This weekend was a big weekend for me. I was to lead a workshop and preside over the table at a women's retreat in Myrtle Beach, preach and lead worship where I pastor and, go out with an elder to do homebound communion and drive 2 hours to be home to watch the Super Bowl with my brother. My weekend had some upsets. I had a recurring illness that rendered me in much pain and/or extremely drowsy or nauseous, when I wasn't using my waining energy to do the bare minimum of my weekend responsibilities. My sermon was 1 page. I forgot a lot of things I was supposed to say or do both at the retreat and at worship. I didn't make it to the Super Bowl Party. If I hadn't spent the last two weeks falling in love with Cam Newton, I could say "Well at least I'm not Cam Newton.". Those words might give someone who had a rough weekend a bit of consolation but that would only be if they didn't understand the humanity of Cam Newton.
I'm a North Carolinian and at times even proud of that fact. However, I am not a Panthers fan. I am a Saints fan, for no other reason that I lived in New Orleans when I was 23 and enjoyed the way the city rallied around the Saints( even though it was an Aints year) in the face of real hopelessness and despair 2 years after the storm. If I am a football fan at all, I am in the toddler years. I sort of know what's going on but not really, and everything is new. I am the person who will come up to a mature fan and say "Did you know there is only one quarter back on a team?". Because I live in North Carolina, I got caught up in the hype of the 2015-2016 Panthers. I was indifferent most of the season yet, happy for my friends who are actual fans and for the thousands of people who got discounted Bojangles and Krispy Kreme because of the Panthers. It is because of Cam, I know what it is to "dab".
When the Panthers made it to the Super Bowl, as a North Carolinian I hopped on the bandwagon. I looked at some over-priced merchandise. I hashtagged "keep pounding", I learned a few players names. I also read a lot about Cam. I like to dance. I like people who have infectious joy. I think smiling is a good thing. I envy people who have as much confidence and self-assuredness in their God-given abilities and I like people who think about others. Cam does all of that and does it well! I guess with the anonymity of the internet and, the media's attempt to rally everyone around division... turns out some people really don't like Cam. They say he is a whole bunch of adjectives and stereotypes I'd rather not repeat. From my understanding Cam Newton is unapologetically Cam Newton- a talented football player who remembers that football is a game and games should be fun, that there are things worth smiling about, that joy can spread, that a simple gesture like giving a kid a football can make someone's day or life. Cam Newton is authentic. I like authentic people. It is why I follow Gayle King on instagram and love Dolly Parton.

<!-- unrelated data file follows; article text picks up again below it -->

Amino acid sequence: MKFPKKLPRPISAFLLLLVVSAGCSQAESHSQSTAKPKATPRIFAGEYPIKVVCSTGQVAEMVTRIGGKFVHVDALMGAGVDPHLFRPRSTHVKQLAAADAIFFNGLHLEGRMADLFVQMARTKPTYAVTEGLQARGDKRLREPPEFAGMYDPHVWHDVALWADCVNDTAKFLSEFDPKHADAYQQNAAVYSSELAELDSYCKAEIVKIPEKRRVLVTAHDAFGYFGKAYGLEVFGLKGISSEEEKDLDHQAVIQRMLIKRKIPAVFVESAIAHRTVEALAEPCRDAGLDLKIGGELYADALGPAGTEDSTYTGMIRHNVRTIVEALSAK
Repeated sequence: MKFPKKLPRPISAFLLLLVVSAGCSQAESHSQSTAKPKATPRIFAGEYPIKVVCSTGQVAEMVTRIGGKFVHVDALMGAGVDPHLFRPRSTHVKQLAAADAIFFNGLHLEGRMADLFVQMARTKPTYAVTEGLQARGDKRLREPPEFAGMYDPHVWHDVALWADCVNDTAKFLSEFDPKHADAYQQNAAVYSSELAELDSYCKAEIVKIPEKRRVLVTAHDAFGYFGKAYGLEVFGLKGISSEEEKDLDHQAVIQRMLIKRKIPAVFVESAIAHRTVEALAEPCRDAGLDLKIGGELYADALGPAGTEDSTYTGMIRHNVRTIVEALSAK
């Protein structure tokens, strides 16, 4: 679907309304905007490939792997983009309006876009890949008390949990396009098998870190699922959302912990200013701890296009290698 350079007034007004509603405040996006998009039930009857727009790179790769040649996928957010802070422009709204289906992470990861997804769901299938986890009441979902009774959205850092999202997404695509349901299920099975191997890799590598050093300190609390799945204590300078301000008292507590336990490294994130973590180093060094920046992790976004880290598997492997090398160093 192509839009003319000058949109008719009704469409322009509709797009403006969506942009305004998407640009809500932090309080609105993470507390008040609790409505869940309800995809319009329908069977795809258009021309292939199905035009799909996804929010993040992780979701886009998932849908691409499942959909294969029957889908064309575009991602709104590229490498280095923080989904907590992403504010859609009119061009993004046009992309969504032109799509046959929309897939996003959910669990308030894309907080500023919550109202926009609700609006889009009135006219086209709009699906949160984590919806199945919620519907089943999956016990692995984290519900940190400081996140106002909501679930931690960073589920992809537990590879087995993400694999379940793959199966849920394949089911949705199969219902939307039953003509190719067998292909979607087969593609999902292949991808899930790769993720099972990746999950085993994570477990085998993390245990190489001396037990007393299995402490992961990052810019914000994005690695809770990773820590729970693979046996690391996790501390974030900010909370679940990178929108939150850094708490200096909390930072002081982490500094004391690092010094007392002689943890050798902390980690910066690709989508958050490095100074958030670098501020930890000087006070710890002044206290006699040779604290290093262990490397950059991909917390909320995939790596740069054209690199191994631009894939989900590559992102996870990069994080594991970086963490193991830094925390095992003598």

My workshop this past weekend was called "The Otherside of Praise: Authenticity and Lament as Worship". With a bunch of women, we used the metaphor and the literal symbol of a mask to discuss what hinders us from being authentic and what stuff we carry in anger or sadness, what do we masquerade around with myths of who we ar,e thinking this is what the world wants, and what God wants. One woman spoke about the pain of living authentically. It means you'll get hurt; it means people won't like you. It made me think.. is being authentic really all that liberating? is it really worth it? I know God wants all of me: those feelings of unworthiness and the anger I harbor towards others. She wants all of me: because in my weakness She is made strong. That sounds real great and all but it also means that I might get hurt even more. Authenticity is a risk. It is a risk for Cam Newton. It would be easier for us the anonymous masses if he did what we wanted him to do, toned down his celebration, suffered through interviews and scrutiny from his opponents all so we could think he was a role model. But Cam Newton risks being authentic, which is to offer himself up to be critiques and to be prodded at and picked apart. To be authentic is to allow ourselves to be human. To be human is going to mean we fumble, we get sad. It also means because no one is above the vast array of human emotion: hurt and sadness, mistakes, and fumbles- to be human is to testify that we are not God. There is the freedom. There is the liberation. There is the celebration. WE ARE NOT GOD. That is the beauty of authenticity. When we take off the mask, when we risk authenticity, we risk saying we are human. We also risk accepting these crazy things like grace and forgiveness and love. Cam has sacrificed his body on the field, and his emotions -good or bad have been laid bare for us. From one human to another human, may we give and receive grace,forgiveness, and love. And may we find a way to get up this moment and the next and take off another layer of the mask and risk authenticity.
Thanks Cam for teaching me that I am human and thus not God. Thank you for inspiring me to take off the mask and be wholly Thine, wholly God's. Thanks for reminding me in your dabs and in your sadness that our authentic selves are who God created and as the ole pastor says, "God don't make no mistakes".
Lord, make me real. Real human and in real need of You.